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The Forty Rules of Love
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About the Author

Elif Shafak is one of today's most influential international writers and intellectuals who straddle East and West. She is the acclaimed author of ten novels including The Architect's Apprentice and The Bastard of Istanbul, and is the most widely read female writer in Turkey. Her work has been translated into over forty languages and she has been awarded the prestigious Chevalier des Arts et des Lettres. She is also a public speaker, a women's and LGBT rights activist and a commentator who regularly contributes to world publications including The New York Times, The Guardian, Der Spiegel and La Repubblica. Elif has been longlisted for the Orange Prize, the Baileys Prize and the IMPAC Dublin Award, and shortlisted for the Independent Foreign Fiction Prize and the Ondaatje Prize. She lives in London and can be found at www.elifshafak.com.

Reviews

Parallel spiritual experiences leap across hundreds of years in this story of searching and awakening by Turkish author Shafak (The Bastard of Istanbul). Nearing 40, Ella Rubenstein runs her American suburban household with grace, denying any evidence that all is not well (her husband is unfaithful, and her kids are distant). Once she gets a job assignment to read the manuscript of a novel involving Rumi, the poet and Sufi master, her well-ordered world is changed forever. She begins an email correspondence with Aziz, the charming and mystical author, that becomes the impetus for her own personal renaissance. Moving rapidly across continents and across time, Shafak's allegorical tale functions as a vehicle for the titular 40 rules, which are woven throughout. Chapters alternate between Ella's life in 2008 and the lives of Rumi and other characters from the manuscript, set around 1245. The tantalizing possibility of romance lingers, although with much vexation, as these Forty Rules of Love point not to eros but to agape, the love of God and of all beings. Verdict This novel, a best seller in Turkey, may appeal to fans of Nicholas Sparks or Robert James Waller. [See Prepub Alert, LJ 10/15/09.]-Susanne Wells, P.L. of Cincinnati & Hamilton Cty. Copyright 2010 Reed Business Information.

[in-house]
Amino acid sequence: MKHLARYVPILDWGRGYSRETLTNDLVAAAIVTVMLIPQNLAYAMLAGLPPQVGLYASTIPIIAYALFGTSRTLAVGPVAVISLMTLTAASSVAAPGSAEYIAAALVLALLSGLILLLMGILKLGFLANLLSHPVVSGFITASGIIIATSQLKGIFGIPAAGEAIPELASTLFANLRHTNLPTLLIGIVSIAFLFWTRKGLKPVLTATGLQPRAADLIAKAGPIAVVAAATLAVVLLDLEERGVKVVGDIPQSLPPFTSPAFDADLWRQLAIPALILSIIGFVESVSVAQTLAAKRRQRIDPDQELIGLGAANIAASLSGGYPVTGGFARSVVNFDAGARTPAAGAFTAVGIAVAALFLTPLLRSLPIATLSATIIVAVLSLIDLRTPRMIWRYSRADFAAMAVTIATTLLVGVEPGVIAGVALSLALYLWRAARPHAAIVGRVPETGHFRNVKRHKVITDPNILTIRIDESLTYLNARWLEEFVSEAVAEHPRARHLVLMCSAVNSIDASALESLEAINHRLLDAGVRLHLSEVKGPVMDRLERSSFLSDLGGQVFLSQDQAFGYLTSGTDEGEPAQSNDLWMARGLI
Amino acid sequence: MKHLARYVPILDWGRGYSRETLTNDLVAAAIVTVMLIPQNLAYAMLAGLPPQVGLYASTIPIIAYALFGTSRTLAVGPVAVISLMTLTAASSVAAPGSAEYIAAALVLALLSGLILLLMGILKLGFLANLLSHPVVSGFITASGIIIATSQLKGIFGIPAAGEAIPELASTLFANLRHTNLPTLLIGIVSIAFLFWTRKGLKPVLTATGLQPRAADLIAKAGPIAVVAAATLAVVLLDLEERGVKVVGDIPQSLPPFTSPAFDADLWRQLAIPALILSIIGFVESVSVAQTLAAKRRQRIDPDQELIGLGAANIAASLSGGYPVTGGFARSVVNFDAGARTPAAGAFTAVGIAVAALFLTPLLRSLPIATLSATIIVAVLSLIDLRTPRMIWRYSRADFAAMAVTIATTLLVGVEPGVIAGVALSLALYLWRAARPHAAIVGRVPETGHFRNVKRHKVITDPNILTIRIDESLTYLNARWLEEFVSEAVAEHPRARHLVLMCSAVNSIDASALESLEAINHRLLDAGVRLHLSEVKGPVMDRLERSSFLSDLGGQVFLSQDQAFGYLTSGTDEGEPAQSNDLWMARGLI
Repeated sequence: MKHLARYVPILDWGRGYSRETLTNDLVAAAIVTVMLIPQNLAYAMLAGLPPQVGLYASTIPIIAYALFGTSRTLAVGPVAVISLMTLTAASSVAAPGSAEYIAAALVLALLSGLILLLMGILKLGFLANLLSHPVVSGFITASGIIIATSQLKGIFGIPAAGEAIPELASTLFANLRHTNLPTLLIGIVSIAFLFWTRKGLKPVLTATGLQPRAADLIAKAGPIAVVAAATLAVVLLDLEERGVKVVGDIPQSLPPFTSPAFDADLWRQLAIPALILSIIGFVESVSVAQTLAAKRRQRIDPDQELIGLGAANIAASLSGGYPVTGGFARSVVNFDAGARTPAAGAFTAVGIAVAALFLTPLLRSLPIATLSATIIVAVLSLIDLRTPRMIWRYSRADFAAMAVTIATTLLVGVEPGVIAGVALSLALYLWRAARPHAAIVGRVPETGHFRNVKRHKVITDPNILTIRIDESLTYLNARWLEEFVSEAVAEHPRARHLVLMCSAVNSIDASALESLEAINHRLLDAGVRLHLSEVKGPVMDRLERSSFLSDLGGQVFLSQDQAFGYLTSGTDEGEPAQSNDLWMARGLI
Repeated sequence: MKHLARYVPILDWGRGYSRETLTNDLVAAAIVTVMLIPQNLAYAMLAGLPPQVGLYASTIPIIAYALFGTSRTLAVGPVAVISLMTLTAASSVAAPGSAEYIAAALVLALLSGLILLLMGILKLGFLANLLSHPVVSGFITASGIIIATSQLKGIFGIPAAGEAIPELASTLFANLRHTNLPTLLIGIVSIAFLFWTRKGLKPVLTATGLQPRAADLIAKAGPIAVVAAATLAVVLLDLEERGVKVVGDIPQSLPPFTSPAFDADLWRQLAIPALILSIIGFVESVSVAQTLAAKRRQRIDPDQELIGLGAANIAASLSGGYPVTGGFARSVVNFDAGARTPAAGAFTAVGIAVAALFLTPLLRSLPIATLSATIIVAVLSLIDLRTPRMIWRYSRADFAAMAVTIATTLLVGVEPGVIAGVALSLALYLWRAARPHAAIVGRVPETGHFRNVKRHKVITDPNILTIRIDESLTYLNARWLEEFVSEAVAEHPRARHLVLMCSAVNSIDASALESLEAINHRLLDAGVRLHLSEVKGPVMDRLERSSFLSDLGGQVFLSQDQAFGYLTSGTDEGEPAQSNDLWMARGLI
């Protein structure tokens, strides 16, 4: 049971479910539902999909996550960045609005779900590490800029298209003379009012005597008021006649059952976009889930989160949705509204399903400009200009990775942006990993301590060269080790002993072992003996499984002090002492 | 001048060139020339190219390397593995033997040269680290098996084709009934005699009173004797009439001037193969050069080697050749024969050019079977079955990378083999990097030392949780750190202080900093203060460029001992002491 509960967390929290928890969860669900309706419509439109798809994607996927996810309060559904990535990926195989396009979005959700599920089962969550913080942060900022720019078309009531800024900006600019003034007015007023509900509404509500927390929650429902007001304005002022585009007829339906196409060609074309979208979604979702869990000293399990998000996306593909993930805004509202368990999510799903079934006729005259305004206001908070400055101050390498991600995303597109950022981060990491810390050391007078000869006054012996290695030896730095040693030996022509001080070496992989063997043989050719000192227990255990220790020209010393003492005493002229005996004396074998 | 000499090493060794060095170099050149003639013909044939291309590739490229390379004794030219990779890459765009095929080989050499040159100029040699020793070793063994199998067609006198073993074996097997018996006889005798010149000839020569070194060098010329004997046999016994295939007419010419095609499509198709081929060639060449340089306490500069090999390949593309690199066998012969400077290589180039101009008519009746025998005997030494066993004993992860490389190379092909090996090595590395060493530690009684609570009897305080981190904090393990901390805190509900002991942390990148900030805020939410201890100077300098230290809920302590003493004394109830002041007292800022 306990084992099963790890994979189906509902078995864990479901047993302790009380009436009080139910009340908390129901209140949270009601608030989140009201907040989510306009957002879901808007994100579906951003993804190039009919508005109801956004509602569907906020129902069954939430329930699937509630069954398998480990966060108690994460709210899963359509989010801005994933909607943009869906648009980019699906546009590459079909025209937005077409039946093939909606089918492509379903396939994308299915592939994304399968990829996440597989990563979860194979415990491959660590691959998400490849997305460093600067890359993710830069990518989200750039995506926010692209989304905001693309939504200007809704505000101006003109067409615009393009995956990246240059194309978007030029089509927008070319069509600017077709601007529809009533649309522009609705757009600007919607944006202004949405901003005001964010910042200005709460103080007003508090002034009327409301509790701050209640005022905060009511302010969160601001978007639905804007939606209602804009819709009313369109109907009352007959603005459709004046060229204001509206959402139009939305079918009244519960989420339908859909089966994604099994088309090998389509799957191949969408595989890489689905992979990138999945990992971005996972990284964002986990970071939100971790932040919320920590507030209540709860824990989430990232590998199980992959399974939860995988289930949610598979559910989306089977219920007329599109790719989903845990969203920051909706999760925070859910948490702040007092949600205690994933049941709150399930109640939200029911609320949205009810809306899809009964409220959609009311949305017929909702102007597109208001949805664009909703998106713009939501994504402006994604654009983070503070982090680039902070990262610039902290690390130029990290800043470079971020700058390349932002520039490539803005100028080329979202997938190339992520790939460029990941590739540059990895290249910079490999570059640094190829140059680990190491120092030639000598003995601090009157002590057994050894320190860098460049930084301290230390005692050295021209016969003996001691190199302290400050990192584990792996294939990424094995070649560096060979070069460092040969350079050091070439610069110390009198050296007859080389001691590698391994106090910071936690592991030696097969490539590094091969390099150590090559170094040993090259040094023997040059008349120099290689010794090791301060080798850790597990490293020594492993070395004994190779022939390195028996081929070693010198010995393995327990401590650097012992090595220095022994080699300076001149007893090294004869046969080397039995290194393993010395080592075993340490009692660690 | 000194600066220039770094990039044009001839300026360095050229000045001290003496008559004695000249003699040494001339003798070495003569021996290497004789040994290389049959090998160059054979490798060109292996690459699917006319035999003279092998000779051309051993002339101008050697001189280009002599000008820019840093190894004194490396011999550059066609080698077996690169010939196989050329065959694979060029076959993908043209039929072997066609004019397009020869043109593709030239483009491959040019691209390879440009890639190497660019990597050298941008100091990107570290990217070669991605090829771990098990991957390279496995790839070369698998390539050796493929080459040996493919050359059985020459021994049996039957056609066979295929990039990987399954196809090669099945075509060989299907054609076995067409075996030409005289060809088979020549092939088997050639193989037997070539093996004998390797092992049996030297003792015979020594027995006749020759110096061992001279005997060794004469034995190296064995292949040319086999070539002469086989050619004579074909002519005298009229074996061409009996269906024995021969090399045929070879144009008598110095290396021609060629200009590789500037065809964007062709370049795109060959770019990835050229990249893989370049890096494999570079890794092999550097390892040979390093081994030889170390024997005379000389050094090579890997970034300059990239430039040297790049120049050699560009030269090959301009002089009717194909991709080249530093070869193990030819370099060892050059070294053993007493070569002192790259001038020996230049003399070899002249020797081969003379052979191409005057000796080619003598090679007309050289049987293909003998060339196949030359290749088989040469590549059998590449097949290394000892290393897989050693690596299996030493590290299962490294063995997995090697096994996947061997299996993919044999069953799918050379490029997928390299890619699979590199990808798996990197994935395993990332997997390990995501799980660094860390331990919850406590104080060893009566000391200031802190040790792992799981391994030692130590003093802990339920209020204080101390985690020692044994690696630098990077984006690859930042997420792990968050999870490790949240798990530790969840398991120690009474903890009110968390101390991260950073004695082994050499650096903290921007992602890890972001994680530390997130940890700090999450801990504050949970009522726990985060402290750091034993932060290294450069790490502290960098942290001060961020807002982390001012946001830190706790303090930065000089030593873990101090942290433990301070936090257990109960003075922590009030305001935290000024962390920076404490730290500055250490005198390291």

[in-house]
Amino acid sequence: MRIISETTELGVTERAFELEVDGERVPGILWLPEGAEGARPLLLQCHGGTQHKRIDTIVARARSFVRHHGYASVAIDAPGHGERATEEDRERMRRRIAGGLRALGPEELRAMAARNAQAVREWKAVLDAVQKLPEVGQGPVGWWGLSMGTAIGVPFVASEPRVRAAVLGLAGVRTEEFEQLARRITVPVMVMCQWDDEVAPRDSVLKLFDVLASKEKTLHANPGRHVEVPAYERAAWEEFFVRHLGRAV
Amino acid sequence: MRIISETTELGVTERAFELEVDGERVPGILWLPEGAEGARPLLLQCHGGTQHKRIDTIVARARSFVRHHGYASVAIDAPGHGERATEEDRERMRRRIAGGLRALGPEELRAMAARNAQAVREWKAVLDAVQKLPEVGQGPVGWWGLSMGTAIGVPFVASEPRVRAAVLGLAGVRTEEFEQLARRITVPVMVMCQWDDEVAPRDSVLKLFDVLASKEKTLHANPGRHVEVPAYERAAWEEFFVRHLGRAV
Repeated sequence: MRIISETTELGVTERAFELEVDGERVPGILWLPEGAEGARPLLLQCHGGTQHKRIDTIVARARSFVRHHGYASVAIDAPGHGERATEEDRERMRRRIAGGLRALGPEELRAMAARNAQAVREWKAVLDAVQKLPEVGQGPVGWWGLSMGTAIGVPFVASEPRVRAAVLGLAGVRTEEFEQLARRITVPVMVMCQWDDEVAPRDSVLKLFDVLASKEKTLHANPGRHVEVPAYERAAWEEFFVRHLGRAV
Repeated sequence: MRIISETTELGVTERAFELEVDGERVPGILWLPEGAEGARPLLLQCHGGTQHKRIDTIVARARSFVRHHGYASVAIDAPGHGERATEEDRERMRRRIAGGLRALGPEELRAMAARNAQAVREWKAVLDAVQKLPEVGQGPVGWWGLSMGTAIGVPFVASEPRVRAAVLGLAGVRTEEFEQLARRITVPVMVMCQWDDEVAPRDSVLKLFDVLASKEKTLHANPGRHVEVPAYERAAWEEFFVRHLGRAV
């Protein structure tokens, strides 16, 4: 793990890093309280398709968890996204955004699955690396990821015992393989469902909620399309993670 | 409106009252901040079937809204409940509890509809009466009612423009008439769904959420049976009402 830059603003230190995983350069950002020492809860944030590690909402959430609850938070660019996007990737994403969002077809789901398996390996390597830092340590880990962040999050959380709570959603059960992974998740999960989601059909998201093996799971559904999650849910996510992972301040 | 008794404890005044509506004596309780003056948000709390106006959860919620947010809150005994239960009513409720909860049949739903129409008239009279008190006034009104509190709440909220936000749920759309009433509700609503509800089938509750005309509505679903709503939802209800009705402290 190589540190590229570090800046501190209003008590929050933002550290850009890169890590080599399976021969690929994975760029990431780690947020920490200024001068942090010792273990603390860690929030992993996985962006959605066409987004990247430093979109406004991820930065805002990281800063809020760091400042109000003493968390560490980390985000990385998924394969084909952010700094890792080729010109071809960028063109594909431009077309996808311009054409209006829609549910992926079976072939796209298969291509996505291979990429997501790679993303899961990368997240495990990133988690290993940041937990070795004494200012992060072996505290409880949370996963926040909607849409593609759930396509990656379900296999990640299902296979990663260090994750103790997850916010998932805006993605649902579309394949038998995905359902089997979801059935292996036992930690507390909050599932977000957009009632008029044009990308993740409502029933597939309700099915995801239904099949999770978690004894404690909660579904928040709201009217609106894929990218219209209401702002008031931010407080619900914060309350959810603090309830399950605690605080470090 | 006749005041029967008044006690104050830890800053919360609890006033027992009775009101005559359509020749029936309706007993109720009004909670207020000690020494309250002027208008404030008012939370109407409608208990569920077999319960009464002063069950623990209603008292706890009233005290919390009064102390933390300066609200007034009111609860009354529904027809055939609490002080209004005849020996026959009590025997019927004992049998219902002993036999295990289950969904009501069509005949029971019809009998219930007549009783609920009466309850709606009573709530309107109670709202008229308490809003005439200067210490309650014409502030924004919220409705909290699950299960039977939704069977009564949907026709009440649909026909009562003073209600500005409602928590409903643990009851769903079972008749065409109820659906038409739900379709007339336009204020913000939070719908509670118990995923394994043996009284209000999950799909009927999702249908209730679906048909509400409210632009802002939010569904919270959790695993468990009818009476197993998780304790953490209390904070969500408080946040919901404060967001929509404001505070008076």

Celebrated Turkish novelist Shafak (The Bastard of Istanbul) serves up a curious blend of mediocre hen lit and epic historical to underwhelming results. In present-day Boston, dull suburban mother and cheated-on wife Ella Rubinstein takes a job as a reader for a literary agent and becomes entranced by Aziz Zahara, the author of a manuscript about the relationship between 13th-century poet Rumi and Sufi mystic Shams that, for better or for worse, becomes a story-within-a-story. Aziz and Ella strike up an e-mail relationship, largely made up of Ella's midlife crisis and Aziz's philosophical replies. Meanwhile, Aziz's novel, Sweet Blasphemy, is occasionally interesting but mostly dull, weighed down by Rufi's and Shams's theological musings. Its better moments concern tangential characters; Rumi's son, Aladdin, who is resentful of his father's closeness to the mystic, and Rumi's adopted daughter, Kimya, whose doomed marriage to Shams is touching in a way Ella's failed relationship with her husband never manages. The rumblings against Shams reach a peak, and Ella and Aziz finally meet, tying the story lines together into a readable, if not enthralling, tale. (Feb.) Copyright 2009 Reed Business Information.

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